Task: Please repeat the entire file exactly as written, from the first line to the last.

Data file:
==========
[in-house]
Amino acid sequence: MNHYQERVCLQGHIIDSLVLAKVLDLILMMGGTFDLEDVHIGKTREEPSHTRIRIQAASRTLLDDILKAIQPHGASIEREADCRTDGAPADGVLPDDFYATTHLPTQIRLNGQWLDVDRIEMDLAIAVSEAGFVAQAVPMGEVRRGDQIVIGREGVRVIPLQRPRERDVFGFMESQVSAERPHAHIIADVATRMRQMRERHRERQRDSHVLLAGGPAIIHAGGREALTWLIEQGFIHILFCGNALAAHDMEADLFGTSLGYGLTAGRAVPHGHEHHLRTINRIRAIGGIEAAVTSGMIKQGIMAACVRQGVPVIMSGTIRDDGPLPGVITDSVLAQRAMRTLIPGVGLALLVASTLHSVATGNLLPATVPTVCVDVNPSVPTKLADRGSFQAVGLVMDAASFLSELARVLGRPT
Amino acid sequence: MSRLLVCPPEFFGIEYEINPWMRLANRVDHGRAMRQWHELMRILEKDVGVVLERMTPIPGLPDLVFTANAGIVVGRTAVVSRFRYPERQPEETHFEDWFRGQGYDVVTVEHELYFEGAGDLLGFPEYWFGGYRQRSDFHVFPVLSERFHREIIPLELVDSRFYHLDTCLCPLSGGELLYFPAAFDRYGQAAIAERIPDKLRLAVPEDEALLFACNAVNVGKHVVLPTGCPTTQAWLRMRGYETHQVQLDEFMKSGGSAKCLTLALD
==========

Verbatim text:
[in-house]
Amino acid sequence: MNHYQERVCLQGHIIDSLVLAKVLDLILMMGGTFDLEDVHIGKTREEPSHTRIRIQAASRTLLDDILKAIQPHGASIEREADCRTDGAPADGVLPDDFYATTHLPTQIRLNGQWLDVDRIEMDLAIAVSEAGFVAQAVPMGEVRRGDQIVIGREGVRVIPLQRPRERDVFGFMESQVSAERPHAHIIADVATRMRQMRERHRERQRDSHVLLAGGPAIIHAGGREALTWLIEQGFIHILFCGNALAAHDMEADLFGTSLGYGLTAGRAVPHGHEHHLRTINRIRAIGGIEAAVTSGMIKQGIMAACVRQGVPVIMSGTIRDDGPLPGVITDSVLAQRAMRTLIPGVGLALLVASTLHSVATGNLLPATVPTVCVDVNPSVPTKLADRGSFQAVGLVMDAASFLSELARVLGRPT
Amino acid sequence: MSRLLVCPPEFFGIEYEINPWMRLANRVDHGRAMRQWHELMRILEKDVGVVLERMTPIPGLPDLVFTANAGIVVGRTAVVSRFRYPERQPEETHFEDWFRGQGYDVVTVEHELYFEGAGDLLGFPEYWFGGYRQRSDFHVFPVLSERFHREIIPLELVDSRFYHLDTCLCPLSGGELLYFPAAFDRYGQAAIAERIPDKLRLAVPEDEALLFACNAVNVGKHVVLPTGCPTTQAWLRMRGYETHQVQLDEFMKSGGSAKCLTLALD